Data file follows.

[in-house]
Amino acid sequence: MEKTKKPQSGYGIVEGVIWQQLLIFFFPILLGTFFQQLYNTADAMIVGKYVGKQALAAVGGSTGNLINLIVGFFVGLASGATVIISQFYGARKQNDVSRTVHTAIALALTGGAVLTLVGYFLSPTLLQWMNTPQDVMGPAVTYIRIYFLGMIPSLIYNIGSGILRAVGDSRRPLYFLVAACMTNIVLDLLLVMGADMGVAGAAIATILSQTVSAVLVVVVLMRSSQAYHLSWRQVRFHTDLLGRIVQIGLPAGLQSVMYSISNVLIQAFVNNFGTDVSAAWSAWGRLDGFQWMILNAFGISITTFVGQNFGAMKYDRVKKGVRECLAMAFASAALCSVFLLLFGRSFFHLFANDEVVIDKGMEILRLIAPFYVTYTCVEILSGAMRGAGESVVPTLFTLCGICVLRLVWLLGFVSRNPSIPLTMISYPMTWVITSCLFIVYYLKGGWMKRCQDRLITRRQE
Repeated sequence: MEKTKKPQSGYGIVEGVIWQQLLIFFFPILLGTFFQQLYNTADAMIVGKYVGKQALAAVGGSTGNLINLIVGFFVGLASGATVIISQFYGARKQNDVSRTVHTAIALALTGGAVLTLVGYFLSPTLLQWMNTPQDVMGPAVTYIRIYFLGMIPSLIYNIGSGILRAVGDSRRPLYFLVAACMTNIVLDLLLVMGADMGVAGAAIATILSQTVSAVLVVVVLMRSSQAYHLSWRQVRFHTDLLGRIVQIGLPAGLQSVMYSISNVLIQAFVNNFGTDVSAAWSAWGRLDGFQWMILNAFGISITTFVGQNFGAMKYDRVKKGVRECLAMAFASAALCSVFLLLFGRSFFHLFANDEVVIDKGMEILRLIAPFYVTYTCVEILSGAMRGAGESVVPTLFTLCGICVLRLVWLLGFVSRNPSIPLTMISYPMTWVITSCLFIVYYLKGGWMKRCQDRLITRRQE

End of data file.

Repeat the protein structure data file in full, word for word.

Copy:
[in-house]
Amino acid sequence: MEKTKKPQSGYGIVEGVIWQQLLIFFFPILLGTFFQQLYNTADAMIVGKYVGKQALAAVGGSTGNLINLIVGFFVGLASGATVIISQFYGARKQNDVSRTVHTAIALALTGGAVLTLVGYFLSPTLLQWMNTPQDVMGPAVTYIRIYFLGMIPSLIYNIGSGILRAVGDSRRPLYFLVAACMTNIVLDLLLVMGADMGVAGAAIATILSQTVSAVLVVVVLMRSSQAYHLSWRQVRFHTDLLGRIVQIGLPAGLQSVMYSISNVLIQAFVNNFGTDVSAAWSAWGRLDGFQWMILNAFGISITTFVGQNFGAMKYDRVKKGVRECLAMAFASAALCSVFLLLFGRSFFHLFANDEVVIDKGMEILRLIAPFYVTYTCVEILSGAMRGAGESVVPTLFTLCGICVLRLVWLLGFVSRNPSIPLTMISYPMTWVITSCLFIVYYLKGGWMKRCQDRLITRRQE
Repeated sequence: MEKTKKPQSGYGIVEGVIWQQLLIFFFPILLGTFFQQLYNTADAMIVGKYVGKQALAAVGGSTGNLINLIVGFFVGLASGATVIISQFYGARKQNDVSRTVHTAIALALTGGAVLTLVGYFLSPTLLQWMNTPQDVMGPAVTYIRIYFLGMIPSLIYNIGSGILRAVGDSRRPLYFLVAACMTNIVLDLLLVMGADMGVAGAAIATILSQTVSAVLVVVVLMRSSQAYHLSWRQVRFHTDLLGRIVQIGLPAGLQSVMYSISNVLIQAFVNNFGTDVSAAWSAWGRLDGFQWMILNAFGISITTFVGQNFGAMKYDRVKKGVRECLAMAFASAALCSVFLLLFGRSFFHLFANDEVVIDKGMEILRLIAPFYVTYTCVEILSGAMRGAGESVVPTLFTLCGICVLRLVWLLGFVSRNPSIPLTMISYPMTWVITSCLFIVYYLKGGWMKRCQDRLITRRQE